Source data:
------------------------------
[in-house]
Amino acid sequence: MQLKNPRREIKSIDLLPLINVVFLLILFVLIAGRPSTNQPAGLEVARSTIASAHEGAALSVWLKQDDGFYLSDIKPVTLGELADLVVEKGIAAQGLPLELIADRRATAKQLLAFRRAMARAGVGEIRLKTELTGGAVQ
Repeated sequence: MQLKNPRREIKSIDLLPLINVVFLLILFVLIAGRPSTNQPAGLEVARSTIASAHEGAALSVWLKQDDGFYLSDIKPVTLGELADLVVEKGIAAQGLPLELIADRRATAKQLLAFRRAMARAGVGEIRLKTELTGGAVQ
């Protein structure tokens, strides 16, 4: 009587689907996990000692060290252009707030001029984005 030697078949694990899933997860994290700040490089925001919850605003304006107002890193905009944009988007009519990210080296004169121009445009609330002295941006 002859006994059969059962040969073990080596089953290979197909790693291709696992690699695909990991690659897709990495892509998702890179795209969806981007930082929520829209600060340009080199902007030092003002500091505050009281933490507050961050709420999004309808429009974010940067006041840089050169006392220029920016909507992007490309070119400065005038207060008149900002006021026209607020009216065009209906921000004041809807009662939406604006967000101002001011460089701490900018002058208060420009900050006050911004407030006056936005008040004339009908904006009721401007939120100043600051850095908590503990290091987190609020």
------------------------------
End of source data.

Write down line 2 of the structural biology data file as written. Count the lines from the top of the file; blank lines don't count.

Amino acid sequence: MQLKNPRREIKSIDLLPLINVVFLLILFVLIAGRPSTNQPAGLEVARSTIASAHEGAALSVWLKQDDGFYLSDIKPVTLGELADLVVEKGIAAQGLPLELIADRRATAKQLLAFRRAMARAGVGEIRLKTELTGGAVQ